January 23, 2018

Don’t Give Up!

 Let them make a second dinner they like, take off the time limits on the computer, not be their friends on Facebook, no grounding for bad grades, let them text at the dinner table, not check in where they are at, wake them when they oversleep, don’t remind them to brush their teeth or take a shower or pick up their dirty clothes. Let them leave their dishes everywhere, stay up as late as they want, have snacks right before dinner, not have to go to church or youth group with the family or say thank you or please, drive them to school when they are late and take their homework when they forget it. Buy them whatever they ask for in the store and drive them where ever they want to go whenever they want to go. Let them go to parties without checking to see if parents are going to be there or go places with their “friend” without chaperoning no matter what their age. Allow them to talking rudely to us or others without any reprimand. Don’t do chores or participate in family work projects. Never ask them to help set the table, clear the table or empty garbages. Oh how much easier life would be!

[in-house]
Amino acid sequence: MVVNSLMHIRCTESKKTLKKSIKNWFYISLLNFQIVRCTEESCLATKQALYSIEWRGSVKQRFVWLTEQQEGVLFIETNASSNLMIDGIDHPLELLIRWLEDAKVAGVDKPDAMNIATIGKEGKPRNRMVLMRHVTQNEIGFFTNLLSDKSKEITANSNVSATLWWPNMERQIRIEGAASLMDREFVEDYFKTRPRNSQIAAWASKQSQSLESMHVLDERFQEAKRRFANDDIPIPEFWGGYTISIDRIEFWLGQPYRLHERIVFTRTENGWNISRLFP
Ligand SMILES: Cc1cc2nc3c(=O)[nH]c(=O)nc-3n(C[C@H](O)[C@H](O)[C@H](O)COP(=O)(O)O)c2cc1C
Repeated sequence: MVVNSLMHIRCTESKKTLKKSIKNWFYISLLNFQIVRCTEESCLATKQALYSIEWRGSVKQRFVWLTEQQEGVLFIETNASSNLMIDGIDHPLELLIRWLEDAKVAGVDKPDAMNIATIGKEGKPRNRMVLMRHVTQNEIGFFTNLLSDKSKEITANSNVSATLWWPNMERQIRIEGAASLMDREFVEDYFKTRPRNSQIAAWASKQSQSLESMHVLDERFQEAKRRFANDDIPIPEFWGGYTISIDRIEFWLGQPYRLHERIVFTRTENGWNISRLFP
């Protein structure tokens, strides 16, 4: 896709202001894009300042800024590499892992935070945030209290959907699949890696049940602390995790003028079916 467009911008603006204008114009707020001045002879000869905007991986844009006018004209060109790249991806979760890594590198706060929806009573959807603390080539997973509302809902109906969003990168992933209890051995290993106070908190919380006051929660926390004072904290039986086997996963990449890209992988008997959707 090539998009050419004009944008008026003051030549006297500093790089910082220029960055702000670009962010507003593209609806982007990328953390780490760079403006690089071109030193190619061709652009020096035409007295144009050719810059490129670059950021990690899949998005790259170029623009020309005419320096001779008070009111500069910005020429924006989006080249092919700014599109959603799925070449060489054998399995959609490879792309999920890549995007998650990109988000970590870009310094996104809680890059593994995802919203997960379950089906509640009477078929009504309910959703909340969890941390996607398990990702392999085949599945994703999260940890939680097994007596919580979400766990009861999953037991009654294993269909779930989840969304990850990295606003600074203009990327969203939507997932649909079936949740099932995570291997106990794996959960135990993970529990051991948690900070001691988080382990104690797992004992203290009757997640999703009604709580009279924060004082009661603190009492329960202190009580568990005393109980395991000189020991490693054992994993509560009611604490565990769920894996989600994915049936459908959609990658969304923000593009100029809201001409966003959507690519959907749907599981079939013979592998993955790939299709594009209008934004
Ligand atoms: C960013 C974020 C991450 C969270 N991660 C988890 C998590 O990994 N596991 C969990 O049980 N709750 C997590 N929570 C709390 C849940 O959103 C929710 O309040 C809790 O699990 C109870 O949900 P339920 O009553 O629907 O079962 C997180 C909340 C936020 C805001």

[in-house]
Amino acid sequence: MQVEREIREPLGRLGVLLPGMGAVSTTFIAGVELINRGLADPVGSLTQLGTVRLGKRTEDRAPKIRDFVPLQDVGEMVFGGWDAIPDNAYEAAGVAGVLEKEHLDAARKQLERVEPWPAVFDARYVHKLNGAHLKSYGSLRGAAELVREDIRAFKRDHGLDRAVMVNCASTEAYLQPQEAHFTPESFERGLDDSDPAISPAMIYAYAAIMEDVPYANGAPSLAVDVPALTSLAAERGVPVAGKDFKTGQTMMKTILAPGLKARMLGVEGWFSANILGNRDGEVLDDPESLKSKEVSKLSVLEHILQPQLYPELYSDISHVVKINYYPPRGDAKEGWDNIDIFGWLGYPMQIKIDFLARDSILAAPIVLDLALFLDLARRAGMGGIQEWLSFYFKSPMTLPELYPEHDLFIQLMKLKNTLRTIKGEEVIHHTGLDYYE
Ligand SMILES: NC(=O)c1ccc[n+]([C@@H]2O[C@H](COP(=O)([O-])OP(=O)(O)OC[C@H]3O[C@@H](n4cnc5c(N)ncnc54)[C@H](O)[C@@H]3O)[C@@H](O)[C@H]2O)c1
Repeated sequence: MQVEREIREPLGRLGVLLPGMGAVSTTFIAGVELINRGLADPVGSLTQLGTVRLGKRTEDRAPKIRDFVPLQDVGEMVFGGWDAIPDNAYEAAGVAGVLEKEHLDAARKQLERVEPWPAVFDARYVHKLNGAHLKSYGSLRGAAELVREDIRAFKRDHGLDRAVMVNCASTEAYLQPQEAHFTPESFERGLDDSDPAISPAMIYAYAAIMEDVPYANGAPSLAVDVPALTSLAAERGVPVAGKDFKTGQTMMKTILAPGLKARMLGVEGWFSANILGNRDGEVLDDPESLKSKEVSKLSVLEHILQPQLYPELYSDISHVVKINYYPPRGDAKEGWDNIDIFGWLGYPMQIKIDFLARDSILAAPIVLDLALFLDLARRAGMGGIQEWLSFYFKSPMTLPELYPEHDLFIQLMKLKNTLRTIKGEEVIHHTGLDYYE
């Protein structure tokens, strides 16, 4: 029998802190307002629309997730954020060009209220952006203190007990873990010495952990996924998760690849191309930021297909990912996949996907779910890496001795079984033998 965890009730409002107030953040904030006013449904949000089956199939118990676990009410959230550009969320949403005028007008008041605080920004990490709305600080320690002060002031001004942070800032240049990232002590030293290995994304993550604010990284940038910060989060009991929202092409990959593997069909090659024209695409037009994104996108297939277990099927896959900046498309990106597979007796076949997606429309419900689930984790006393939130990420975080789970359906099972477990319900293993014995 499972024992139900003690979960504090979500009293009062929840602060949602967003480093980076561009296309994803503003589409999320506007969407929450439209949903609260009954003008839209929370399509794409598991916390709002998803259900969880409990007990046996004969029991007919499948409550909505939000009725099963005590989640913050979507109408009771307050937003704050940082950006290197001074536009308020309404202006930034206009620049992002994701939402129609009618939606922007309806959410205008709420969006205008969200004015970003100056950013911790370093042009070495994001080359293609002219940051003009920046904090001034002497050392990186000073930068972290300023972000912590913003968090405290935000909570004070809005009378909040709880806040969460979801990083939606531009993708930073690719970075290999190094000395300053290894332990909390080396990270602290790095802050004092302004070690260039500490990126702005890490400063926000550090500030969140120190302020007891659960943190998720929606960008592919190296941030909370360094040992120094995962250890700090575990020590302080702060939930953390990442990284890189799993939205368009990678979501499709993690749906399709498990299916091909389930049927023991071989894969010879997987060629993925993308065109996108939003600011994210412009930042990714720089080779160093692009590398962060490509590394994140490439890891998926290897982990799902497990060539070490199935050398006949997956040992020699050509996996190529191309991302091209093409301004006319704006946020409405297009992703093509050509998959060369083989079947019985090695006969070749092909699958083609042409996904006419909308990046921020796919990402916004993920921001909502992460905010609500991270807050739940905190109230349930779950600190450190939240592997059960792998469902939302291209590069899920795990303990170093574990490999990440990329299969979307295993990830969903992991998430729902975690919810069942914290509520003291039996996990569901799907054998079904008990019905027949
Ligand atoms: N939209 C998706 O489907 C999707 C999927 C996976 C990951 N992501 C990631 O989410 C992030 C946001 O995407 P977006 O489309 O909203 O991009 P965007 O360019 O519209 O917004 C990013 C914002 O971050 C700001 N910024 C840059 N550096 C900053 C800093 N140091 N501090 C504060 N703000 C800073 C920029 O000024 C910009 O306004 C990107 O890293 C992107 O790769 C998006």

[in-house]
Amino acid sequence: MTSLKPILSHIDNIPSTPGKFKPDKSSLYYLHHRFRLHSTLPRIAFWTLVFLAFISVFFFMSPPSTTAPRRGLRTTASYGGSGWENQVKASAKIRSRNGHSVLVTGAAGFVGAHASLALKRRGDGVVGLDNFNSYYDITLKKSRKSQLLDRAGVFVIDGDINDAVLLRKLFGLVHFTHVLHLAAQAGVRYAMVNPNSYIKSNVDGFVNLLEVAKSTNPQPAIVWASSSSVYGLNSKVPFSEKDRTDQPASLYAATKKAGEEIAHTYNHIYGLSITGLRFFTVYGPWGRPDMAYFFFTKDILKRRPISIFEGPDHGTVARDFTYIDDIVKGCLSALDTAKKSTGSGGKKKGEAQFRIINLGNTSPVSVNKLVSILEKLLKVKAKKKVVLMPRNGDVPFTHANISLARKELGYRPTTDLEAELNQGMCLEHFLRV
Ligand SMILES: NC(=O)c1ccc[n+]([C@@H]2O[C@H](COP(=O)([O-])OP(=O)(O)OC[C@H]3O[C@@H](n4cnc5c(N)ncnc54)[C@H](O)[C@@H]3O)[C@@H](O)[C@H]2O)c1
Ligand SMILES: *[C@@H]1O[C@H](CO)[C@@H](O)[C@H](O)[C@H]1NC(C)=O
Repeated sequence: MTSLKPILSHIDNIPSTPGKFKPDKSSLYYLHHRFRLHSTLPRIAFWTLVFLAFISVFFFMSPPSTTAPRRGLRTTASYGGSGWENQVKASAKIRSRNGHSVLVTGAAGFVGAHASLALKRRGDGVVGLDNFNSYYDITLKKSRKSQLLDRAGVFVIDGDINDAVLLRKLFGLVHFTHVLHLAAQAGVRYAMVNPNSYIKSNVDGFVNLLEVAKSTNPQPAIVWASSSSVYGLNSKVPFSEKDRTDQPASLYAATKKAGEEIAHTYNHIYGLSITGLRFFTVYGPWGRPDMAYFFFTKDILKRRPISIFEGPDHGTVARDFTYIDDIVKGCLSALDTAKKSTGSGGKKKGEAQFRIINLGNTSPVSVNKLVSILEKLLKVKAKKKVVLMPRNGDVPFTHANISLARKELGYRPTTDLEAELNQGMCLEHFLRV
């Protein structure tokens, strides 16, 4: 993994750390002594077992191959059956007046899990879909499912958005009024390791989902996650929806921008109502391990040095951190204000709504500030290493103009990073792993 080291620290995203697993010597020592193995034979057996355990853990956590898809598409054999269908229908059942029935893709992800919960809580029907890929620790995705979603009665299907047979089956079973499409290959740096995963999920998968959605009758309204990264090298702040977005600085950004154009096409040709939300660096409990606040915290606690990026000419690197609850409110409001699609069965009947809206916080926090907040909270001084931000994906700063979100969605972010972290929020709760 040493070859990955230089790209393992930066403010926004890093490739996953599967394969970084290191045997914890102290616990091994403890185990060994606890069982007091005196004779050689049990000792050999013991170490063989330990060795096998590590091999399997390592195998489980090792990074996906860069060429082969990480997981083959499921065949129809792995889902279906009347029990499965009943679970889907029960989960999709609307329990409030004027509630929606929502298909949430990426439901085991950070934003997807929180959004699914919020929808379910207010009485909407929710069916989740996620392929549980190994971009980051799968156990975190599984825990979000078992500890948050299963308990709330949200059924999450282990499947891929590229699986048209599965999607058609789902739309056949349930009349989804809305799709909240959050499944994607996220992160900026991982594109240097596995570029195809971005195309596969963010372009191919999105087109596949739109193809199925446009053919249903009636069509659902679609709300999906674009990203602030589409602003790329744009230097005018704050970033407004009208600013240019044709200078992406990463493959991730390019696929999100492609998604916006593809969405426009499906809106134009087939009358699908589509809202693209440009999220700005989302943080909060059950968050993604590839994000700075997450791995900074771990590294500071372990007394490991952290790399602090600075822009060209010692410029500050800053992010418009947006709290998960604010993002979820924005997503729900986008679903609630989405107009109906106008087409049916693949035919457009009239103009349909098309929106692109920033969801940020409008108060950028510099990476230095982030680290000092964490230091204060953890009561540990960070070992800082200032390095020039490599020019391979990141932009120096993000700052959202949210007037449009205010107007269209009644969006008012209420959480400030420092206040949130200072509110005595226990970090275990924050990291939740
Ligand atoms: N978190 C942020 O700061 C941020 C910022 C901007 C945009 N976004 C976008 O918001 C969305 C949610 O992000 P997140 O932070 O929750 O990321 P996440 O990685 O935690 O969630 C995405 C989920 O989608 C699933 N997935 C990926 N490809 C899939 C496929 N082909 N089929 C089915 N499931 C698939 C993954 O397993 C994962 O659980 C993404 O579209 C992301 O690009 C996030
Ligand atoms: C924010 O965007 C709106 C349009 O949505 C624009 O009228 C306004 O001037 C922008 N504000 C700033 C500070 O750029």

Or would it?

Maybe for just the moment but boy would I pay later. Why, you ask? Because an undisciplined child feels unloved. And in order to get disciplined (aka be loved) they will up the ante. “Where is the boundary?” they will ask and push until they find it. So for my momentary respite I pay for it with at least hours of recuperation. I muster on!

Could you use some parenting help?

One tool that we’ve used is Total Transformation by James Lehman. It’s given us a lot of solid, common sense ideas for parenting our challenging children.

About the author: By

Julie is an awesome parent (along with her husband Matt) to five adopted kiddos and the owner of the Parenting Allies website.

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  1. In everything we do we should always put a limit. Teaching our kids what is right and wrong is our obligation as parents. To discipline our children there should have a balance between being tough and being a lovable parents. Whats important is they fully understand what you are trying to tell them.

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